The Russian social revolution, which would abolish feudalism and introduce socialism, will be carried by the millions of peasants and the city workers. The peasantry would not be able to organise itself politically and nationally, due to the specific Russian historic conditions and the huge territory. Due to the enormous number of peasants, it will basically be a peasant revolution, but it necessitates a proletarian leadership, drawn from the 5 million factory workers (this figure was probably much higher). The peasantry, mainly the soldiers, would form a coalition with the progressive workers; together as a revolutionary force, they will be able to achieve the objectives of the bourgeois-democratic revolution, for example taking over political power, due to the absence of a developed liberal bourgeoisie. If the peasantry led by the proletariat, can conquer and retain political power, then the social content of the bourgeois-democratic revolution will change. The proletarian hegemony would lead to the transformation of the bourgeois, into the proletarian socialist revolution. This workers’ government out of necessity would have to introduce industrialisation by socialist measures; also, collectivism in agriculture, which would lead to conflicts with the peasantry.
Concerning the permanence of the Russian Revolution within the context of world revolution, that is, proletarian internationalism, Trotsky stated in his book, The Permanent Revolution, that the international economic situation in its totality was in 1930 objectively beyond doubt „ripe“ for the „dictatorship of the proletariat“, for proletarian political power, even before it becomes „ripe“ for self-construction of socialism, that is, for introduction of deep going socialisation processes, for achieve proletarian political power does not pre-supposes a „ripeness“ of the national economy for socialisation, but on the ability of the proletariat to take over the leadership of the national democratic revolution in the various semi-colonial or colonial countries, and the capability as „dictatorship“ to complete this revolution.
The fate of such „dictatorships of the proletariat“ on a global scale will not be decided nationally, by constructing „socialism in one country“, but rather, even including those of „advanced industrialized societies“, on the tempo and expansion of the world revolution. Only on an international scale the unequal and combined development, caused historically by discrepancies in economy and politics, can be resolved dialectically, ushering in the socialist mode of production on a global scale. Thus, Trotsky (and Lenin) were convinced, that if the socialist revolution does not spread to Western Europe and elsewhere within a very short time, necessarily the Russian Revolution would degenerate, losing thus its own socialist objectives, into a bureaucratic regime. To avoid „dictatorship of the party“ (bureaucracy), already in 1906, Trotsky demanded that a triumphant workers’ movement in Russia should immediately after victory be transformed into a process of „political self-determination of the proletariat“. Otherwise, the revolutionary party would commit a historical error. Thus, to „internationalise“ the Russian Revolution, the Third Communist International was founded in 1919. In this context, Lenin and Trotsky already included the coming „colonial revolutions“ of Africa, Asia and South America.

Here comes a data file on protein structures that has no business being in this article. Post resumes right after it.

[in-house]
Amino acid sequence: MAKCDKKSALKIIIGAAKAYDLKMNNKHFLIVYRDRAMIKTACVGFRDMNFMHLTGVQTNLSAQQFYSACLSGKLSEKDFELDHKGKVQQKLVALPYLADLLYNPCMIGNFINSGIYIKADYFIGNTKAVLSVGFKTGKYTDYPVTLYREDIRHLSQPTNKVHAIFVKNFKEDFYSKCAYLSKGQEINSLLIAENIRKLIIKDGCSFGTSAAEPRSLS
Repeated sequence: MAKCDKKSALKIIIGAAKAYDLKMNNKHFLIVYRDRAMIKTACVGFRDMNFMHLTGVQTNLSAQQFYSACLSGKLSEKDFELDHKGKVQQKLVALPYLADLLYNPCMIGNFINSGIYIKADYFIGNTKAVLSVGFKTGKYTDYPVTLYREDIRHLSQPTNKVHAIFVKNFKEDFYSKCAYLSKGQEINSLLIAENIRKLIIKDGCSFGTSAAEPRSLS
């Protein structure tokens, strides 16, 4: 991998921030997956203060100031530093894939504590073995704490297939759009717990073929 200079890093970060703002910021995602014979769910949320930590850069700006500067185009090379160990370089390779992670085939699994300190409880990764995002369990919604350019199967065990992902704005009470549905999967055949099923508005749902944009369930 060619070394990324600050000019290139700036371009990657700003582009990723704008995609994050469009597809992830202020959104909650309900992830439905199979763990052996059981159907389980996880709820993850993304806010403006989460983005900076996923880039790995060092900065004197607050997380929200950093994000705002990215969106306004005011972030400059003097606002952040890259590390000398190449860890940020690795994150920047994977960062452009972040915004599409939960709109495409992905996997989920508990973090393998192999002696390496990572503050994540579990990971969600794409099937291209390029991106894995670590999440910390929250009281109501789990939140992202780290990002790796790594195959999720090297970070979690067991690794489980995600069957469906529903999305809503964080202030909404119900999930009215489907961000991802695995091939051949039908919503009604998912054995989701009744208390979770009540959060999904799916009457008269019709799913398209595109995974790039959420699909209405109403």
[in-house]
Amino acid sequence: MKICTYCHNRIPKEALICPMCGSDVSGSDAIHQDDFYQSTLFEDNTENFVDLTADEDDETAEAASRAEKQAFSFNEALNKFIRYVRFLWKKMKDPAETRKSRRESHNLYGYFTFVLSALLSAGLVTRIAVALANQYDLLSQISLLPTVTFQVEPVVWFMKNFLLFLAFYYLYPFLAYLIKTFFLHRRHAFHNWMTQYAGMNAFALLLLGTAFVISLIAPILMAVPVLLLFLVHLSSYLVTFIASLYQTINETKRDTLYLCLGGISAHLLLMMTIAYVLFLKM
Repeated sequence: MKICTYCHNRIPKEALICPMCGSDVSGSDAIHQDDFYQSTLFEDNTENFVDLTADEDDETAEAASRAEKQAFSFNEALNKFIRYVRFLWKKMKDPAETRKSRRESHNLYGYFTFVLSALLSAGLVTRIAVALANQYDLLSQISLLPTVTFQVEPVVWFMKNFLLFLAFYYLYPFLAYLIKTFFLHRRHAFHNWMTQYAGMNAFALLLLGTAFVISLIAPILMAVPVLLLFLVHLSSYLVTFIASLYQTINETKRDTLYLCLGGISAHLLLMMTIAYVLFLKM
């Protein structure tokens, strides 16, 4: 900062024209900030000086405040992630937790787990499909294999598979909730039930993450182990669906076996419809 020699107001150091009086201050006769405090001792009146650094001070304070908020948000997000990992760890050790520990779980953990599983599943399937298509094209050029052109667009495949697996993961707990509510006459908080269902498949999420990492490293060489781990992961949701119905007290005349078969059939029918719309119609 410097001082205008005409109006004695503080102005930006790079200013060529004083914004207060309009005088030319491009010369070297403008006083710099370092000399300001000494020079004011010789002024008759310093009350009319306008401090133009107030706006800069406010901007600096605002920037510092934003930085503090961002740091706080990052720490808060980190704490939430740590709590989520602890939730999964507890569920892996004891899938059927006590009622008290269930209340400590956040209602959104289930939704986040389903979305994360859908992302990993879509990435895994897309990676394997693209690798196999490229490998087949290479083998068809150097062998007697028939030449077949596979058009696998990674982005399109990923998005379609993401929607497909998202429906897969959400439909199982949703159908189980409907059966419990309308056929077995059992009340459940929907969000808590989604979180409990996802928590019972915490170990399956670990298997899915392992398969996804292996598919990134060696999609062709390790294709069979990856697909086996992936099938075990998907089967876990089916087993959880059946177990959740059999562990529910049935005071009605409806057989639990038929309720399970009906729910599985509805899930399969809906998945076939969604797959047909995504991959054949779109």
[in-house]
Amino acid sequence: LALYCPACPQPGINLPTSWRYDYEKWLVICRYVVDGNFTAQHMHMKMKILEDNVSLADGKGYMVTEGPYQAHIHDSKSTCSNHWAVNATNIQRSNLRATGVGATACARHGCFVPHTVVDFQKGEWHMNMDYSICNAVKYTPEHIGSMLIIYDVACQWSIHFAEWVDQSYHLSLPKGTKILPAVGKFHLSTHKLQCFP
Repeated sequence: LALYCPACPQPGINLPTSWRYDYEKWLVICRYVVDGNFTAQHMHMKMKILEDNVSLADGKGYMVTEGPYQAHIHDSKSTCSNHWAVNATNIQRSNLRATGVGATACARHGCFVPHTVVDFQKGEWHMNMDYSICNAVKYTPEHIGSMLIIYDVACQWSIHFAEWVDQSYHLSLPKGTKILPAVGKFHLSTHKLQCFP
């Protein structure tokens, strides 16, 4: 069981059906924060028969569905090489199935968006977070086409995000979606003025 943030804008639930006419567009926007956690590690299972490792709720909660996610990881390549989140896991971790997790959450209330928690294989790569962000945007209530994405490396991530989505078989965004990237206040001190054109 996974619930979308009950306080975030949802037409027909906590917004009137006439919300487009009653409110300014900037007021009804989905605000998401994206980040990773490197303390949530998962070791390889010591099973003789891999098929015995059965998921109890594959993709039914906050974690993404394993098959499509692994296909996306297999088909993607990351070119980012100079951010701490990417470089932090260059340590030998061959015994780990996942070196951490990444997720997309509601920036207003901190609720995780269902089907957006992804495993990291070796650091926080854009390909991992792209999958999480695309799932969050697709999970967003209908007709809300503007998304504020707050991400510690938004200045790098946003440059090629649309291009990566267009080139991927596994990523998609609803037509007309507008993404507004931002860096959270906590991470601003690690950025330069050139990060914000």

In a memorandum to the central committee of the Comintern of 5.8.1919, Trotsky wrote about the possibility that „the future revolutionary road to Paris and London, could lead over Kabul, Calcutta and Bombay“ - this deviation over the so-called „Third World“ actually took place in the 20th century. Hence the „colonial revolution“ became an intrinsic part of the „world revolution“, of the „permanent revolution“.
In 1920, at the Second Congress of the Comintern a resolution was passed calling the industrial proletariat of „advanced°“ countries and the peasantry of „backward“ countries, together to fight against world imperialism. Lenin’s famous „Theses on the National and Colonial Questions“ (written in June, 1920, for the above congress, but only discussed in 1926, after his death) paved the road for the historic connection between the Russian Revolution and the „colonial revolutions“. A year before, he stated that, „without the working masses of all subjugated colonial nations, and in the first place the Oriental nations, the proletarian revolution cannot be triumphant“. (See his lecture to the 2nd Congress of Oriental Communist Nations of 22.11.1919).
In 1926/27, Trotsky interpreted the Chinese events as „permanent revolution“. But the Comintern, led by Stalin and Bucharin, demanded a coalition between the Chinese Communist party and the Kuomintang. This political adventure ended with the massacre of ten thousands of Chinese workers by Chiang-Kai-Shek in April 1927, thus, postponing the Chinese Revolution for another two decades.